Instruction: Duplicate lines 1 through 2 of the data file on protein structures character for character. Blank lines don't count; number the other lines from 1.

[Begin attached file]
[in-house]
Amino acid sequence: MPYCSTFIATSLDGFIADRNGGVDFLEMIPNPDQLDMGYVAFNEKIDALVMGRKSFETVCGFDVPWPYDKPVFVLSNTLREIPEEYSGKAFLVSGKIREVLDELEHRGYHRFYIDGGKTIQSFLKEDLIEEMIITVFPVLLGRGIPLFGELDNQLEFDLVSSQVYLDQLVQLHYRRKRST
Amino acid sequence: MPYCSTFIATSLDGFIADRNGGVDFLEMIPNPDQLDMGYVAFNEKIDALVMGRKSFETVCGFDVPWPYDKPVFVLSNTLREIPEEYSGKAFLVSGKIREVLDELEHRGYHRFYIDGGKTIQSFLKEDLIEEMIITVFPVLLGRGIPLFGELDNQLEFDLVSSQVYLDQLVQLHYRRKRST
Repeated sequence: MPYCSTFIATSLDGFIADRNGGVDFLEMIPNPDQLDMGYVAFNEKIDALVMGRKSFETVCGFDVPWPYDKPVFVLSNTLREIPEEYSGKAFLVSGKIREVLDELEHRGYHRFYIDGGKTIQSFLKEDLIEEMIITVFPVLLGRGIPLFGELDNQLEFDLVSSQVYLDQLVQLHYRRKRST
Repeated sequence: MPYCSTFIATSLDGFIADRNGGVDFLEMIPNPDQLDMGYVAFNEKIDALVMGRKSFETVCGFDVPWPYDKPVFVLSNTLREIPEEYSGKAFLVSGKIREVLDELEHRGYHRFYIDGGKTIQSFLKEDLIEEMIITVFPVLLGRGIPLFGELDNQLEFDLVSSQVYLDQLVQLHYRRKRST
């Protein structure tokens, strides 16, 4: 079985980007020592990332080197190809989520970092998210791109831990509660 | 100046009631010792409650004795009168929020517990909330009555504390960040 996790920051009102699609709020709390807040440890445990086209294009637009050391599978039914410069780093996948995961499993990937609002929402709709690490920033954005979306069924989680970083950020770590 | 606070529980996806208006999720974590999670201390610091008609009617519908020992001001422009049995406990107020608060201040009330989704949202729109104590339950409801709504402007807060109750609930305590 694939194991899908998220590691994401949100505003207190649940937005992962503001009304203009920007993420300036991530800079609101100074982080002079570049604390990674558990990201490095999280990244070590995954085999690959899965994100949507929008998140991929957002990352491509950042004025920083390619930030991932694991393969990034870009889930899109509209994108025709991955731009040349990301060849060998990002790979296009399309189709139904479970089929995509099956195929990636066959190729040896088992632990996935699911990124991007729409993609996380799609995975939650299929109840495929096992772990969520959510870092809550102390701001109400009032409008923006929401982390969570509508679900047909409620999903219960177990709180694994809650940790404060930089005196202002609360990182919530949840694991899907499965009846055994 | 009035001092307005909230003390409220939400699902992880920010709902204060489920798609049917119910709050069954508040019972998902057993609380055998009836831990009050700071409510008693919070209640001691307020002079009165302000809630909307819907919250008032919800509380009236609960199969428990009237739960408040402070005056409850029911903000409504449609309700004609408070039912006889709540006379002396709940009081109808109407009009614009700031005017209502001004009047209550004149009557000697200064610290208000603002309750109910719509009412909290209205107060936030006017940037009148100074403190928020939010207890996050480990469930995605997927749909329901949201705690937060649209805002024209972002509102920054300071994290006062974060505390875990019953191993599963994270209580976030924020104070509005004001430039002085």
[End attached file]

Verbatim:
[in-house]
Amino acid sequence: MPYCSTFIATSLDGFIADRNGGVDFLEMIPNPDQLDMGYVAFNEKIDALVMGRKSFETVCGFDVPWPYDKPVFVLSNTLREIPEEYSGKAFLVSGKIREVLDELEHRGYHRFYIDGGKTIQSFLKEDLIEEMIITVFPVLLGRGIPLFGELDNQLEFDLVSSQVYLDQLVQLHYRRKRST